Question: do our eyes have natural built-in polarizers? If no, then aren't our naked eyes also subject to the "gray-veiled" scene as non-polarized photographs? That is to say, polarizing a particular shot allows us to see a scene how we'd like to see it (or would if we had polarizing glasses on) not how we really see it with the naked eye. If this is true, then polarizing filters more or less fake the scene. But at least they fake it into something more enjoyable.

Gangolf Haub

Gangolf Haub - Jul 19, 2006 6:40 am - Hasn't voted

Re: Do our eyes auto-polarize?

What is real? I tend to share your view that pol filters enhance the view to something we don't usually see. However, since eyes and brain work together our perception usuallly also enhances what we really see. It's real hard to tell what is real...

Tie-Dye Mike

Tie-Dye Mike - Jul 27, 2006 9:01 am - Voted 10/10

Thanks Dude

I'm looking at getting a polarization filter for my camera,and this actually helps me make some sence of how this works. Thanks!


cho_mik - Jul 28, 2006 3:41 pm - Voted 9/10

UV filter

In digital photograpy UV filter is useles (until you use it as mechanical protection of the lens). I took test pictures on the top of Muztagata (7536 m.) and there was almost no difference.

Gangolf Haub

Gangolf Haub - Jul 29, 2006 8:46 am - Hasn't voted

Re: UV filter

I've noticed much the same thing though I'm not quite sure why. I know that to protect the CCD chips they have to be coated. Maybe this coating also already reduces UV transmission. Another explanation would be that the chips simply don't work in the UV-range. But if I remember correctly (from my time as physics student) CCDs were used to detect soft X-rays and in that case the longer wavelength UV must leave their marks on the chips. However, different cameras - different behaviour :-)


cho_mik - Jul 31, 2006 6:40 am - Voted 9/10

Re: UV filter

To be precise - I used Nikon D70 :)


sich - Sep 1, 2006 2:40 pm - Voted 10/10

Re: UV filter

Yes, CCDs and CMOS in a photocameras are almost insensitive for UV.
A wavelenght function of CCD could be found for example at
A relative UV sensitivity is about 1% (relative to its most sensitive wavelength). So, there is no need on the digital cameras for main purpose of UV filters. We can only use it for lens protection.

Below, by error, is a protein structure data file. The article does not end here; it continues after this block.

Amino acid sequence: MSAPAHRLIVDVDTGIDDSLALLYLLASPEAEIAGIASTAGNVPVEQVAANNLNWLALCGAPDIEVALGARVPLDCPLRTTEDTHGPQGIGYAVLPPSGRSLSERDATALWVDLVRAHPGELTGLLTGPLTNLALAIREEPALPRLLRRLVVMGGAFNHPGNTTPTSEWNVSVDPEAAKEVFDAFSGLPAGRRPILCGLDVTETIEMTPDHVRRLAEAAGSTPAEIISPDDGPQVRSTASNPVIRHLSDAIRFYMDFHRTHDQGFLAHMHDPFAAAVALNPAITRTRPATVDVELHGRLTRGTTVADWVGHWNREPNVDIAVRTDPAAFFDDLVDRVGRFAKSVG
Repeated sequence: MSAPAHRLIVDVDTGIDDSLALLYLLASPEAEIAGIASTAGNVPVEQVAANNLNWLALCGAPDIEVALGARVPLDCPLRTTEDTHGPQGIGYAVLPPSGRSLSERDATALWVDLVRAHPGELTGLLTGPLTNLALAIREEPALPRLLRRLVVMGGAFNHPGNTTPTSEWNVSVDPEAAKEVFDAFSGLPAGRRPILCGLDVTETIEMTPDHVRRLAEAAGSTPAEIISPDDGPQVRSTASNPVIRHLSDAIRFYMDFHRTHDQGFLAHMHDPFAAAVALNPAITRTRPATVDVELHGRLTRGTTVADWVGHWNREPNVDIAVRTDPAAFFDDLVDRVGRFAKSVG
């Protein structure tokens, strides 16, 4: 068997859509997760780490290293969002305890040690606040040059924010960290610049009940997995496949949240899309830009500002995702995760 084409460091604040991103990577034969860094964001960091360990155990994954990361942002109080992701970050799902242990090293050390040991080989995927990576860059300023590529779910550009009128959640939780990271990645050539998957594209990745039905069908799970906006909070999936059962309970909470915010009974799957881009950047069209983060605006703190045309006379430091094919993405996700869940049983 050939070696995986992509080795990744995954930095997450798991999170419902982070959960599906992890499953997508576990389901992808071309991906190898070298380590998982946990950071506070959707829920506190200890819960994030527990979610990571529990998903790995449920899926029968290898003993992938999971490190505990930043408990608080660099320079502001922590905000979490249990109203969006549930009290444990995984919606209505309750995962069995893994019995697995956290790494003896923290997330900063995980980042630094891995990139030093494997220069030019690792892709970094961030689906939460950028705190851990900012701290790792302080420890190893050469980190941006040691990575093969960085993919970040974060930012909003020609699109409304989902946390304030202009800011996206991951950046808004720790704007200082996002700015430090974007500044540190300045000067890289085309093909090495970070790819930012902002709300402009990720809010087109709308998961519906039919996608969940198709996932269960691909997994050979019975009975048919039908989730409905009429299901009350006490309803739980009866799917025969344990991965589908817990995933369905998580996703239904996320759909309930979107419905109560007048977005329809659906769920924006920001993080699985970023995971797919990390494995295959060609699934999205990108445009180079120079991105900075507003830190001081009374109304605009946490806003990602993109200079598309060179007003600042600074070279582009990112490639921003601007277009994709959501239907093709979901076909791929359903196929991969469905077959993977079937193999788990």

This is because of CCD or CMOS spectrum, but also we need to have in the mind that any type of a glass are a good apsorber of UV so even the lenses do not allow many UV rays to pass to chip.
Also lowest part of earth atmosphere absorb good amount of UV, so only at high, high altitudes you can see result form UV filters, but all that is just minor difference.
Conclusion is that the chips in the cameras with help of the lenses are killing UV, so we don't need the UV filters.


huckleberry - Aug 1, 2006 7:25 pm - Voted 10/10

Thanks Gangolf!

Great article. I think that this is great because of how much photography there is on SP...Keep it up


chskier - Aug 23, 2006 6:27 pm - Voted 10/10


Nice article. I use filters out there, too but I just thought I would comment on something you stated in the begining of your post and address the whole issue of "cheating".

Basically, it does not matter if one uses Photoshop, or filters or both. The point of making an image is that you use whatever you have at your disposal to created an image that is powerful and compelling. Follow the flawed logic that meny people live by and one could make the point that using a camera is cheating! That's what some landscape painters claimed when photography first gained popularity.

There is a fairly well known landscape photographer who insists that he never uses filters or photoshop, yet his prints are stunnily colorful. Perhaps he wants us to believe that somehow his raw skills make their way to the film and create color but what he actually does is use specialized paper and chemical processes. So, one technology is used and the others denounced. This is merely politics.